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Helps you stop using chains of humanize/downcase/underscore/pluralize/to_sym/etc everywhere in your models, your views, your controllers, etc.
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README.rdoc

common_name

Stop needing to use humanize/downcase/underscore/pluralize/to_sym/etc to derive a common name.

Why this is useful

In our app, we have lots of classes that share something (a name) in common:

  • class Automobile < Emitter

  • class AutomobilesController < EmittersController

  • class AutomobilesComponent < Component

  • class AutomobileVersion < EmitterVersion

  • Boat et al., Flight et al., etc.

Of course, there are a million ways to derive the word “automobile” from any of these class names. We could fill up our app with humanize/downcase/underscore/pluralize, but we think that's sloppy.

So we use common_name:

>> Automobile.common_name
=> "automobile"
>> Automobile.new.common_name
=> "automobile"
>> AutomobilesController.common_name
=> "automobile"
>> AutomobilesController.new.common_name
=> "automobile"
>> AutomobilesComponent.common_name
=> "automobile"
>> AutomobilesComponent.new.common_name
=> "automobile"
>> AutomobileVersion.common_name
=> "automobile"
>> AutomobileVersion.new.common_name
=> "automobile"

And when metaprogramming:

module EmitterVersionExtensions
  def self.included(klass)
    klass.class_eval do
      set_table_name "#{common_name}_versions"        # set_table_name "automobile_versions"
      belongs_to common_symbol                        # belongs_to :automobile
      has_one :profile, :through => common_symbol     # has_one :profile, :through => :automobile
    end
  end
end

We also end up using this constantly in views.

Quick reference

Here are all the methods it gives you:

common_name             => "bus_company"
common_symbol           => :bus_company
common_instance         => "@bus_company"
common_title            => "Bus company"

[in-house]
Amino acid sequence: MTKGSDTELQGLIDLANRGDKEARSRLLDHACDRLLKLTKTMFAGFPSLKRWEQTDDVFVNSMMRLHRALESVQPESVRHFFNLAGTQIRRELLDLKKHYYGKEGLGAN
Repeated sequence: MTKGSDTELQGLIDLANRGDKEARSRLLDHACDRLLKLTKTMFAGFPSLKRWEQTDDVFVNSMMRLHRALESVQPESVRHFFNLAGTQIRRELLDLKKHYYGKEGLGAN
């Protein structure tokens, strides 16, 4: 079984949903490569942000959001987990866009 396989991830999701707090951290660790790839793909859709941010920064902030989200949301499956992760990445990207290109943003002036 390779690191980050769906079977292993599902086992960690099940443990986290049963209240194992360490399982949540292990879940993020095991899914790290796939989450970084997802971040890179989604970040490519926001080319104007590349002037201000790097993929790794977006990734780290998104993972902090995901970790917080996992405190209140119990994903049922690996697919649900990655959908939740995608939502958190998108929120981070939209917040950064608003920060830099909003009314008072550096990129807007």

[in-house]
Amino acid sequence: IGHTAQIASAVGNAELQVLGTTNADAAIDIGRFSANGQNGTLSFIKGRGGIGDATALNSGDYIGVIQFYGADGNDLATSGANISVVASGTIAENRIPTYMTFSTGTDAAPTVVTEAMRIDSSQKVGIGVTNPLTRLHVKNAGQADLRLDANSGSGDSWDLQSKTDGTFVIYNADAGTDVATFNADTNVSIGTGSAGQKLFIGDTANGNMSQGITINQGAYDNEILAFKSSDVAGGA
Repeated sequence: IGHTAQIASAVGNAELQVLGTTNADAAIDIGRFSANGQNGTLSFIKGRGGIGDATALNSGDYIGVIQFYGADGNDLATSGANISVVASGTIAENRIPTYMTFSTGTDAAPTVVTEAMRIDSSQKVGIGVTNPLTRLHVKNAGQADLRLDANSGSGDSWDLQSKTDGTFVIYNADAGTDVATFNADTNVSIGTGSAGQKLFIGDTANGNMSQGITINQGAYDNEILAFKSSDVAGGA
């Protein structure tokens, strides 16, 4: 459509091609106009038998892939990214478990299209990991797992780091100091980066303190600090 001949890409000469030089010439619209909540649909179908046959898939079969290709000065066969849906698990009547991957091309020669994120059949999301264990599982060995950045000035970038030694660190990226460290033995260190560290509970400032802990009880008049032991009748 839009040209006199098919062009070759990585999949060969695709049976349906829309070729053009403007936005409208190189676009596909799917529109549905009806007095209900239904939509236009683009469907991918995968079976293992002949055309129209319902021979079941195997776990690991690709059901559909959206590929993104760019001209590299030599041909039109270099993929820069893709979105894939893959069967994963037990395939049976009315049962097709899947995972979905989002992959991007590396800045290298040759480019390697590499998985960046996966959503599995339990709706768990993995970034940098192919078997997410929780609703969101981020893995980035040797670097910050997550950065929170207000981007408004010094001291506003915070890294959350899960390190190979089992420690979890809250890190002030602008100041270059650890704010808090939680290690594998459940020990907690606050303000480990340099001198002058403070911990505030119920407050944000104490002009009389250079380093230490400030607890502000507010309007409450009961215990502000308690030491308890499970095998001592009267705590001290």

common_human            => "bus company"
common_camel            => "BusCompany"

common_plural           => "bus_companies"
common_plural_symbol    => :bus_companies
common_plural_instance  => "@bus_companies"
common_plural_title     => "Bus companies"
common_plural_human     => "bus companies"
common_plural_camel     => "BusCompanies"

common_model            => BusCompany [the class]

Quick start

Put this in config/environment.rb

config.gem 'common_name'

Put this in config/initializers/common_name.rb… (it will let you say BusCompany.common_name and get the string “bus_company”)

ActiveRecord::Base.class_eval do
  class << self; def _common_name; name.underscore; end; end
  include CommonName
end

Put this in app/controllers/application_controller.rb… (in the CareersController, it will let you say common_model and get the class Career)

class ApplicationController < ActionController::Base
  class << self; def _common_name; controller_name.singularize; end; end
  include CommonName
end

Put this in app/helpers/application_helper.rb… (in careers/show, it will let you say <%= common_plural_title %> and see “Careers”)

module ApplicationHelper
  CommonName::METHODS.each do |m|
    eval %{ def common_#{m}; controller.common_#{m}; end }
  end
end

What it's not

It's not a replacement for humanize, pluralize, etc.

>> "bus_company".common_title
NoMethodError: undefined method 'common_title' for "bus company":String

The point is to cover common names of classes and their instances.

Advanced usage

The _common_name method should provide an underscored form that will be used to derive other common forms like common_human and common_plural_symbol.

Note that calling common_X on a class and on its instances will return the same value.

I also use it on non-ActiveRecord classes:

class FooBar
  class << self; def _common_name; name.underscore; end; end
  include CommonName
end

>> FooBar.common_name
=> "foo_bar"
>> f.common_name         # f = FooBar.new
=> "foo_bar"

If you define _common_plural, it will be the basis for the plural forms:

class Government
  class << self
    def _common_name
      'government'
    end
    def _common_plural
      'government'
    end
  end
  include CommonName
end

That way you can enforce uncountability

Government.common_name == Government.common_plural

without setting a general rule in the Inflector that the word “government” is uncountable.

Rationale

I don't like chains of humanize/downcase/underscore/pluralize/to_sym, for example:

>> BusCompany.name.underscore.humanize.downcase.pluralize
=> "bus companies"

So I replaced them with easy-to-remember methods like:

>> BusCompany.common_plural_human
=> "bus companies"

I also didn't like worrying about .name versus .class.name:

>> @bus_company.class.name      # @bus_company = BusCompany.new
=> "BusCompany"
>> @bus_company.name
=> ""

So, the common_name of a class (BusCompany) is always equivalent to the common_name of its instances (@bus_company):

>> BusCompany.common_plural_human == @bus_company.common_plural_human
=> true

Copyright

Copyright © 2009 Seamus Abshere. See LICENSE for details.

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